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Is There Sufficient Evidence in Sources D to J to Explain why The Troubles broke out in 1969?

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Is There Sufficient Evidence in Sources D to J to Explain why The Troubles broke out in 1969? The Troubles broke out in 1969, after countless years of conflict between Catholics and Protestants. However it was triggered by the discrimination against the Catholics. Although Catholics had been discriminated against for many years previous, they were starting to become more confident, and were starting to cause unrest. I will now analyse the sources D to J and using my own knowledge of the causes of the troubles, I will try to determine whether or not there is sufficient evidence in the sources to explain the outbreak of the troubles. Source D is a Roman Catholic's description of her school days. Although she was a Catholic, the source is not religious, it is political, this shows when she tells us, when talking about the Irish patriot Vice-Principal Mother Benignus "She didn't hate Protestants. But her view was that they weren't Irish." This informs us that it was not about the religion, it was just that because Protestants believe Ireland to be part of Britain, they couldn't be truly Irish. The source also says, "We learned Irish history. The interpretations we were given were very different from Protestant history books." This reinforces my information, that the education system was different for both Catholic and Protestant children. The Catholic schools refused to take their orders from the state, as they did not want the Protestant version of history. ...read more.


Source F is a visual source, showing the Gerrymander in Derry in 1966. This source is non-biased and objective. It is also easy to read, and digest. It merely depicts the statistical facts, of the boundaries set for the elections. It tells us that although the population of Derry was 30,376 and Catholics were almost in a 2:1 majority, there were only 8 Catholic nationalist councillors, and 12 Protestant Unionist councillors. Some intelligent and terribly discriminative tactics achieved this for the Unionists. As they were in majority, in the Boundary commission, they could set the boundaries and the number of councillors for this area. So for example in the South Ward area, there were 11,185 voters, and there was a 90% majority of Catholics, there were only 8 councillors elected. However in the much smaller area, North Ward, there were only 6,476 voters and the Protestants were in a 61% majority, there was also 8 councillors. This shows us of the extremely powerful position of the Unionist government. It also shows how scared of a united Ireland, that they intended to stamp down on the Catholics. It also shows of the discrimination in the electoral system. Due to this Catholics became increasingly frustrated, because there was no one they could complain to about the atrocious treatment they were receiving. However, Source F does not give the full picture, of the discrimination against Catholics. Catholics also tended to be given the most basic housing possible, with the most basic amenities, and in many causes a single Protestant man or women ...read more.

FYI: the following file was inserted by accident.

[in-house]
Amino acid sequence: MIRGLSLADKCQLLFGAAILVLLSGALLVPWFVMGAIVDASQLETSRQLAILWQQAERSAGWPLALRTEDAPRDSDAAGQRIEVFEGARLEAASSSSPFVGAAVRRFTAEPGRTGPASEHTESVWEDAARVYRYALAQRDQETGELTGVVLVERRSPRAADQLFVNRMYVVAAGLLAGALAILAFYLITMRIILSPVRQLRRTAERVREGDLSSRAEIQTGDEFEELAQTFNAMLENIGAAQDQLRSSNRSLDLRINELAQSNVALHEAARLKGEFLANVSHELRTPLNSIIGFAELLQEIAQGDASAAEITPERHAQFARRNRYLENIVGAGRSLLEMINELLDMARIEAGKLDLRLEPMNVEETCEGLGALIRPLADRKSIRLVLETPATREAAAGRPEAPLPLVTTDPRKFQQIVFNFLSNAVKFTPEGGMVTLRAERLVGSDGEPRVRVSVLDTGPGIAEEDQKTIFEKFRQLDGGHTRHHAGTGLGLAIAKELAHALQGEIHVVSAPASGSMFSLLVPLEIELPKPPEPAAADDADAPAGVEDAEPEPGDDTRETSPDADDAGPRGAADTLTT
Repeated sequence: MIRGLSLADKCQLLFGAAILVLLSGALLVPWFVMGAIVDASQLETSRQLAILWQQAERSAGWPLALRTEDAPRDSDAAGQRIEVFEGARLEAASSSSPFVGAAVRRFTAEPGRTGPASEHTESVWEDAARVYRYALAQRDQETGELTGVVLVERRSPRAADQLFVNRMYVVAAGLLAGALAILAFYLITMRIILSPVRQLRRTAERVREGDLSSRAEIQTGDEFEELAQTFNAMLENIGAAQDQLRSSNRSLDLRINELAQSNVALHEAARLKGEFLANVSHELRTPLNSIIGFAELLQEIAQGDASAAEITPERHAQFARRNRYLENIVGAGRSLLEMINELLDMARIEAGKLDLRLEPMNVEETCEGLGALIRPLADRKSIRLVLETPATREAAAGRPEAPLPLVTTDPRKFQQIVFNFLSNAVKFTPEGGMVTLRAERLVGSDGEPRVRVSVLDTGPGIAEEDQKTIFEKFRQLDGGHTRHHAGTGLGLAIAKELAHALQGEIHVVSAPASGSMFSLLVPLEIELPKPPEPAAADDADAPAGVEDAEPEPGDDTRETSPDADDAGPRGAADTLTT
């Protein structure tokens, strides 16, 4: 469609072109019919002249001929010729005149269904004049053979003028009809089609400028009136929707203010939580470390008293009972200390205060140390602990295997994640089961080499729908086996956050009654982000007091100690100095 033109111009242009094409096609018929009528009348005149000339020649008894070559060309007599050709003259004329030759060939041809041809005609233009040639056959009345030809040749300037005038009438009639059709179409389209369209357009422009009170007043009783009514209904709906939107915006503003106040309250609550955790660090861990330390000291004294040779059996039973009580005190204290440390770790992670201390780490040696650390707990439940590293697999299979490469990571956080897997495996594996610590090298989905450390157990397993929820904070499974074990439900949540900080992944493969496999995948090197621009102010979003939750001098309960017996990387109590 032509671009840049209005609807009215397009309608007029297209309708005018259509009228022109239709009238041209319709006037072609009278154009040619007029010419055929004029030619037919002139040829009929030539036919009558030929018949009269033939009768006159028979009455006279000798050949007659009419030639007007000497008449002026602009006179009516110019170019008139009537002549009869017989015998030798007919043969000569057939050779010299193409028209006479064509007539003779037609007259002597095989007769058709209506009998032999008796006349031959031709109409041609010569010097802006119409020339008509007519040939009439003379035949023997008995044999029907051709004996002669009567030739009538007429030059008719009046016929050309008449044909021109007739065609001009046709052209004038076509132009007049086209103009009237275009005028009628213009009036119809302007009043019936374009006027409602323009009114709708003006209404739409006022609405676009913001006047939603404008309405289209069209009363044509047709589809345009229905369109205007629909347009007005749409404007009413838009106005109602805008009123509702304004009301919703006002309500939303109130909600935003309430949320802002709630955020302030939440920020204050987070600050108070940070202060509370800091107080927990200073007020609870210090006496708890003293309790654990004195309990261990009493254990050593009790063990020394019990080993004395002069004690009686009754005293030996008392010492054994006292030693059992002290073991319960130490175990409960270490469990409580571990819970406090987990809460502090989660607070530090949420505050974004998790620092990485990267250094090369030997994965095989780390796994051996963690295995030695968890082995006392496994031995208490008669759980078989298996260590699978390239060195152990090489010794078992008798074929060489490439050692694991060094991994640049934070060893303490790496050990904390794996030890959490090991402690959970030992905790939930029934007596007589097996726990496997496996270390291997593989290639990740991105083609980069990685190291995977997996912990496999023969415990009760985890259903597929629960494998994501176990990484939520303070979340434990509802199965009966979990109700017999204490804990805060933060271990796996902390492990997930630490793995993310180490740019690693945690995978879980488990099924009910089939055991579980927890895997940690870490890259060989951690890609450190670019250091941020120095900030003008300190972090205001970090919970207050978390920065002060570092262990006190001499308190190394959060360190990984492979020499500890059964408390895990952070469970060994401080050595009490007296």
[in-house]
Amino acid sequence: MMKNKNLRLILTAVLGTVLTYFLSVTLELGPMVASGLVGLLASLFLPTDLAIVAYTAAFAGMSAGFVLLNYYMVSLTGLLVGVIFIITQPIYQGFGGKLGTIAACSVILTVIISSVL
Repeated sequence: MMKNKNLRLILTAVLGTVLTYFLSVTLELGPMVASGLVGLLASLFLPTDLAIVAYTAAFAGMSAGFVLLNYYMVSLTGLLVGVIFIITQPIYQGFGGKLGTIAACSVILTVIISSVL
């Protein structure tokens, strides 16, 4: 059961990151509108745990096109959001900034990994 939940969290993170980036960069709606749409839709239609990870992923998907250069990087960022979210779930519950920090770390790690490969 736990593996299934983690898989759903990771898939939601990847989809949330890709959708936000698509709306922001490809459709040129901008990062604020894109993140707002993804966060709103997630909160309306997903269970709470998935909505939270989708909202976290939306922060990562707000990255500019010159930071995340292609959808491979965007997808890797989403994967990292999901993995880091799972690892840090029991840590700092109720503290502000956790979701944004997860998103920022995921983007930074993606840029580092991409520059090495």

The video shows use both the long term and short term reasons. It tells us that the Unionists were scared of a united Ireland, because they would be in a minority. It tells us of the discriminative political system, in the Unionist dominated Government. It tells us of the Specials Powers Act, this was brought in 1922, and it allowed the R.U.C. to arrest without warrants, and to intern without trail. This goes against democracy, and was mainly used on Catholics. It was intended to end when the emergency was over, however it was used by the Unionist Government until 1972. Source J also shows us how the Unionists stamped authority on the state of Northern Ireland. It gives detailed information into the formation of the R.U.C. and the B Specials, which were mostly ex-members of the U.V.F. (Ulster Volunteer Force). It also shows us the discrimination against Catholics in politics, employment, housing and social segregation. It also tells us of the Gerrymander, and the boundaries for elections. Source J is by far the most useful, as it shows nearly every point of view, and touches on many of the causes of the outbreak of the Troubles. However it does not give sufficient detail on some areas of the outbreak of the Troubles. In conclusion I deduced that there is not sufficient evidence in sources D-J to explain why the Troubles broke out in 1969. Although there is a lot of information on some reasons, there is not enough on others. For example there is no mention of the tradition of republic outbreaks through Irish history, in their struggle for liberation. Chris Gallagher Chris Gallagher 5 Lyndon ...read more.

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